May 9

Clinical Supply Utilization Management: Whose Job Is It?


“The right strategy is still to go after what we call savings beyond price or clinical supply utilization.” 

I was recently on a conference call with a health system’s Vice President of Supply Chain discussing the variances to cohort benchmarks and that key performance indicators were showing that they were running much higher than the cohort as well as year over year (e.g., category cost per surgical case and or adjusted patient day in this instance). This supply chain leader knew these big supply and service categories like the back of his hand and quickly pointed out that he knew they were buying at the best tier level and were standardized. So, his department has achieved its objectives by gaining the best pricing and contract terms. He stated that it was not Supply Chain’s job to manage how much the end clinicians consume of these products and services.

Go After Clinical Supply Utilization

I imagine that this scenario plays out at many healthcare supply chain leadership meetings regarding who is responsible for managing the consumption, or in this case, over-consumption, waste, and inefficient use of the products and services of the health system. It is a conundrum that occurs more frequently now with the need to dramatically reduce costs and not being able to go to the price well due to inflation and the maturity of strategic sourcing programs. But the right strategy is still to go after what we call savings beyond price or clinical supply utilization.

Supply Chain Is Built to Assist with Supply Utilization Challenges

If you take a step back and look at the role of Supply Chain with their ever-present mantra of the right product at the right price at the right time at the right place, you would agree that their job is done at that point. But somebody has to let the end users who are taking care of the patients, running lab tests, performing surgery, etc., know that they are over consuming, wasting, and/or inefficiently using certain products in their departments. That job should come down to Supply Chain who is built to assist them with these challenges.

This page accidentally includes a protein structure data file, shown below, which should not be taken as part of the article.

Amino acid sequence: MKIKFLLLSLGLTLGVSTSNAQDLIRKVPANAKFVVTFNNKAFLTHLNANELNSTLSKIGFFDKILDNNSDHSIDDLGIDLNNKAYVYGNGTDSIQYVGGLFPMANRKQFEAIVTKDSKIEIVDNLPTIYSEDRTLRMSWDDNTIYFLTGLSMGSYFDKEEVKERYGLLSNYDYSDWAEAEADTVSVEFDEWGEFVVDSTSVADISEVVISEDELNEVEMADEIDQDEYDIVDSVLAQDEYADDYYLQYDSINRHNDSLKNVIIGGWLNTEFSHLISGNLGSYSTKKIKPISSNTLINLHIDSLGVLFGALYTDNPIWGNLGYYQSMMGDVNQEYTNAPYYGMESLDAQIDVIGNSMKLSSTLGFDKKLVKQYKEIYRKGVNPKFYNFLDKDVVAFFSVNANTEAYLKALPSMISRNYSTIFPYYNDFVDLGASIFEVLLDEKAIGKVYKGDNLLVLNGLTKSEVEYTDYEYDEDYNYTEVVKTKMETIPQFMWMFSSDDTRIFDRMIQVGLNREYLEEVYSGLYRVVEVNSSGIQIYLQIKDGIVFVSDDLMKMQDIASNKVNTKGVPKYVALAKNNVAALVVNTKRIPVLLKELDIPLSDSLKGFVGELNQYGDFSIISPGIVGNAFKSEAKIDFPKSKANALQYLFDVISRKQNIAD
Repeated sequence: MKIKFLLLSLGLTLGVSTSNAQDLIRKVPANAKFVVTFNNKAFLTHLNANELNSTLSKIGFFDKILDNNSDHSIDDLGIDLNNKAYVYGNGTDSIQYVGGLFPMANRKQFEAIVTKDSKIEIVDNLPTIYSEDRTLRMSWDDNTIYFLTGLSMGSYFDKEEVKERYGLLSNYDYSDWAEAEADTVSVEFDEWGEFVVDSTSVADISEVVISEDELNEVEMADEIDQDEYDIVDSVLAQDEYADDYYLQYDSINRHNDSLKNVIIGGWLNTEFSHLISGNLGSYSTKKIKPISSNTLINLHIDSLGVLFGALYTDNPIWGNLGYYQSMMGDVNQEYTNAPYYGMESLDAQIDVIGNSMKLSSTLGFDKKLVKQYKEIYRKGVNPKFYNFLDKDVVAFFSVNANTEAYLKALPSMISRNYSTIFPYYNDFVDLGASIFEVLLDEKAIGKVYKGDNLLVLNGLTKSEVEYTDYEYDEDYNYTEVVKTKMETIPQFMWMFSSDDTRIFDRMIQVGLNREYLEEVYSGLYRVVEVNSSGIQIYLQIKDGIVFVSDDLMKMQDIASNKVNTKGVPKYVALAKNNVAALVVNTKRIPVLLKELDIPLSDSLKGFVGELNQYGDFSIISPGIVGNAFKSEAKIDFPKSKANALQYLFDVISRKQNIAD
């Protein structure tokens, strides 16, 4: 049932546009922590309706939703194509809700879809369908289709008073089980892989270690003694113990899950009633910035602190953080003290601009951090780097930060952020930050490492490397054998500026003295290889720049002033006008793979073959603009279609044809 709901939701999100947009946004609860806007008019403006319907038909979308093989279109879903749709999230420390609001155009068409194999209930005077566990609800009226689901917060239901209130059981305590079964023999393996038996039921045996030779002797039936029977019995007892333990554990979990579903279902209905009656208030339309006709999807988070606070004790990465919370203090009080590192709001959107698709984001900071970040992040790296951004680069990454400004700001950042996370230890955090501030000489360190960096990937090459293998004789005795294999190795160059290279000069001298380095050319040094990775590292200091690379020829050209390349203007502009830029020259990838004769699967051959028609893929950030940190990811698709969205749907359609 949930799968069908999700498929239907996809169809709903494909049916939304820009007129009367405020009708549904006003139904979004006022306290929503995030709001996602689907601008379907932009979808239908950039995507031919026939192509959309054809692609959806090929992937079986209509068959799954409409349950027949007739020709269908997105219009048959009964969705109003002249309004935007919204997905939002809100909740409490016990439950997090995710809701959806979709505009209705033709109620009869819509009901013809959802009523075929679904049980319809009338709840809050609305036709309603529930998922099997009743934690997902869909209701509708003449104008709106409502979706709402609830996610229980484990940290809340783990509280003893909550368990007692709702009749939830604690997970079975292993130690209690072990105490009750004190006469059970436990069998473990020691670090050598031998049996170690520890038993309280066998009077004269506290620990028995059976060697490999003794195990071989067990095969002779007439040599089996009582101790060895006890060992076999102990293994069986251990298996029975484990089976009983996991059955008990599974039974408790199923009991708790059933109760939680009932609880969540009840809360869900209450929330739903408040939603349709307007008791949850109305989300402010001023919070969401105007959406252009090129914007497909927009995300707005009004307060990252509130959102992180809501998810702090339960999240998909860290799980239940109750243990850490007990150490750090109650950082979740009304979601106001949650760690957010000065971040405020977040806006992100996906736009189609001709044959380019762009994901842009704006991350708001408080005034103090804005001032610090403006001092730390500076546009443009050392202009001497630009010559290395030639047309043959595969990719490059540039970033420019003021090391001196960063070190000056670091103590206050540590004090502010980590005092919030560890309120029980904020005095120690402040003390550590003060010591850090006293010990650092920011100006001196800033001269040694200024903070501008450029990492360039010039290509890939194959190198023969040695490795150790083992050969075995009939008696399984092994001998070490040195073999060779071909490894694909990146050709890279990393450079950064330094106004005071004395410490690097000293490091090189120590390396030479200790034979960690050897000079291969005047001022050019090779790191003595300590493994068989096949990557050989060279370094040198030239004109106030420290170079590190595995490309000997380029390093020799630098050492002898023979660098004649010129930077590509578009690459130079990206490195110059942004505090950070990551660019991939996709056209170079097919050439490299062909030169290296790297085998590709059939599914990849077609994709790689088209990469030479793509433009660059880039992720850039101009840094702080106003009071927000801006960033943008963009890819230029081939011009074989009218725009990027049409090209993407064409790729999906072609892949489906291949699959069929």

Remember, the end users and sometimes Supply Chain don’t know these over-consumption/waste issues are happening either but with just a little adjustment, better KPIs, and reports, this plays right into Supply Chain’s strengths. Plus, Supply Chain has value analysis teams that can assist with these new and different projects but instead of a product conversion or problem replacing a product, the new goal would be to weed out the over-consumption. Or, you could create a new value analysis team, which many healthcare systems are starting to do, and focus your mission on only clinical supply utilization savings opportunities.

7% to 15% of Total Non-Salary Budget is Still Available Beyond Price!

For many years, you have probably been reading articles like this about achieving savings beyond price opportunities. You may be thinking, “Yeah, we understand that we could do this or that and we will keep that in mind for the future.” Well, I think you would agree that there is no better future with all the challenges healthcare organizations’ bottom lines are facing than to start to plan and implement your organization’s savings beyond price or clinical supply utilization program. It will be worth it in the short and long term!

Below are some similar articles that you may find interesting.

Hospital Value Analysis Workflow

Supply Utilization Management: Keys to Success

Clinical Supply Utilization KPIs: Creating the Snowball Effect

Request Demo of SVAH’s Value Analysis and Utilization Tools


clinical supply utilization, cost management, healthcare supply chain, hospital supply chain, over consumption, supply utilization, supply utilization management, value analysis

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